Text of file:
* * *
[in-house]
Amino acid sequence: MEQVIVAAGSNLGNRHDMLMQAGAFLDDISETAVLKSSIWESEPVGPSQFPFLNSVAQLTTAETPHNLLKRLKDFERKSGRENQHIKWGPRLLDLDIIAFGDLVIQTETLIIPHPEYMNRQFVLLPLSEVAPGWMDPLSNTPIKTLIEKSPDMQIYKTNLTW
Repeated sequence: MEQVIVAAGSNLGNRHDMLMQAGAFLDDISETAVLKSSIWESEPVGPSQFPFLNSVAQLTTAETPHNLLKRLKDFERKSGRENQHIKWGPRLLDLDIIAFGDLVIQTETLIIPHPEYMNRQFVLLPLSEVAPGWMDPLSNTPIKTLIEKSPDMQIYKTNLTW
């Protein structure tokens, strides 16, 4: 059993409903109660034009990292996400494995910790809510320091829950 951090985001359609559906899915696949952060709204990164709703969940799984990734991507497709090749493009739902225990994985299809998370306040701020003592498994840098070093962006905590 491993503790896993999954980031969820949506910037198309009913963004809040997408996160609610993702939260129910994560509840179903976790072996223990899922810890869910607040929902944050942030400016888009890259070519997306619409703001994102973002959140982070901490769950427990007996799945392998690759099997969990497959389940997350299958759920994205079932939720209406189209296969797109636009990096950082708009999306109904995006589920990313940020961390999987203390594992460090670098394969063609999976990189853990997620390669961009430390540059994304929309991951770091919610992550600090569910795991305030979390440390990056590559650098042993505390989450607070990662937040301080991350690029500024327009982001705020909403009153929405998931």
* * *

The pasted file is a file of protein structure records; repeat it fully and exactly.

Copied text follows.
[in-house]
Amino acid sequence: MEQVIVAAGSNLGNRHDMLMQAGAFLDDISETAVLKSSIWESEPVGPSQFPFLNSVAQLTTAETPHNLLKRLKDFERKSGRENQHIKWGPRLLDLDIIAFGDLVIQTETLIIPHPEYMNRQFVLLPLSEVAPGWMDPLSNTPIKTLIEKSPDMQIYKTNLTW
Repeated sequence: MEQVIVAAGSNLGNRHDMLMQAGAFLDDISETAVLKSSIWESEPVGPSQFPFLNSVAQLTTAETPHNLLKRLKDFERKSGRENQHIKWGPRLLDLDIIAFGDLVIQTETLIIPHPEYMNRQFVLLPLSEVAPGWMDPLSNTPIKTLIEKSPDMQIYKTNLTW
């Protein structure tokens, strides 16, 4: 059993409903109660034009990292996400494995910790809510320091829950 951090985001359609559906899915696949952060709204990164709703969940799984990734991507497709090749493009739902225990994985299809998370306040701020003592498994840098070093962006905590 491993503790896993999954980031969820949506910037198309009913963004809040997408996160609610993702939260129910994560509840179903976790072996223990899922810890869910607040929902944050942030400016888009890259070519997306619409703001994102973002959140982070901490769950427990007996799945392998690759099997969990497959389940997350299958759920994205079932939720209406189209296969797109636009990096950082708009999306109904995006589920990313940020961390999987203390594992460090670098394969063609999976990189853990997620390669961009430390540059994304929309991951770091919610992550600090569910795991305030979390440390990056590559650098042993505390989450607070990662937040301080991350690029500024327009982001705020909403009153929405998931």